A study released this week found the abuse crisis has left a mark on the 76 million members of the U.S. Catholic Church. The Pew Research report found more than one-quarter of U.S. Catholics say they have scaled back Mass attendance or financial contributions to their parish in response to the recent reports of sexual abuse and misconduct. Just 36 percent said they believed U.S. bishops did a good job of responding to the reports.

Time will tell if this week’s initiatives, and the bishops’ soft commitments to use laity to fight sexual abuse, can restore that lost faith.

SBC President J.D. Greear speaks at the denomination’s annual meeting in Birmingham, Ala., on Wednesday.

SBC President J.D. Greear speaks at the denomination’s annual meeting in Birmingham, Ala., on Wednesday. Associated Press/Photo by Jay Reeves

Southern Baptists tackle abuse

Facing its own reckoning over sexual abuse and cover-ups, the Southern Baptist Convention voted this week to make it easier to expel churches that mishandle abuse cases. The vote came on Tuesday at the annual meeting of the largest Protestant denomination in the United States.

“This is not a distraction from the mission,” SBC President J.D. Greear, who was unanimously reelected to a second term on Tuesday, said of the fight against sexual abuse. “Protecting God’s children is the mission of the church.”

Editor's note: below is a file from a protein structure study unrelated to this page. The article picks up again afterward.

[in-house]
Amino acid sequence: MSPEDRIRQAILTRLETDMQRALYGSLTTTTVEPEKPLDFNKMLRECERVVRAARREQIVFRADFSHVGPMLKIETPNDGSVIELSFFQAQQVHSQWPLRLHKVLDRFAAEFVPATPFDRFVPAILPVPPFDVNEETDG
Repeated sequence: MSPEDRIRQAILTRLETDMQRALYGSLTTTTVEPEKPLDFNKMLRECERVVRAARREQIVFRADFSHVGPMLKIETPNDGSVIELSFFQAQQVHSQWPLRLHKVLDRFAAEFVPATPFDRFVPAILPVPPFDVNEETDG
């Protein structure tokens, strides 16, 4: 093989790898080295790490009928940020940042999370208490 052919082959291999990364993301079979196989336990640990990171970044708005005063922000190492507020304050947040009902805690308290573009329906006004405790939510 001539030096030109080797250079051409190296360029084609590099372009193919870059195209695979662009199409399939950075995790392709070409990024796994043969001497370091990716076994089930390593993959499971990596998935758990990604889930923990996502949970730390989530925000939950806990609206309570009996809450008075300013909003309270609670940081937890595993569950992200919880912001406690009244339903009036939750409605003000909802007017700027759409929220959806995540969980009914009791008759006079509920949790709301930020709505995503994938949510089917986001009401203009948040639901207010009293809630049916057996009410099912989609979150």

Delegates, known as “messengers,” on Tuesday voted to amend the SBC’s constitution to make it clear that individual churches could be expelled for mishandling or covering up sexual abuse. SBC leaders proposed the amendment earlier this year in response to a series of articles published in February by the Houston Chronicle and the San-Antonio Express-News detailing accusations against 380 Southern Baptist leaders that involved more than 700 victims over the past 20 years. A sexual abuse study group appointed last year by Greear released a report this week sharing the stories of abuse survivors and making recommendations regarding training and protocol, including background checks for churches and seminaries. The report said work is ongoing regarding a possible database of credibly accused abusers, a process leaders said has been difficult due to legal issues.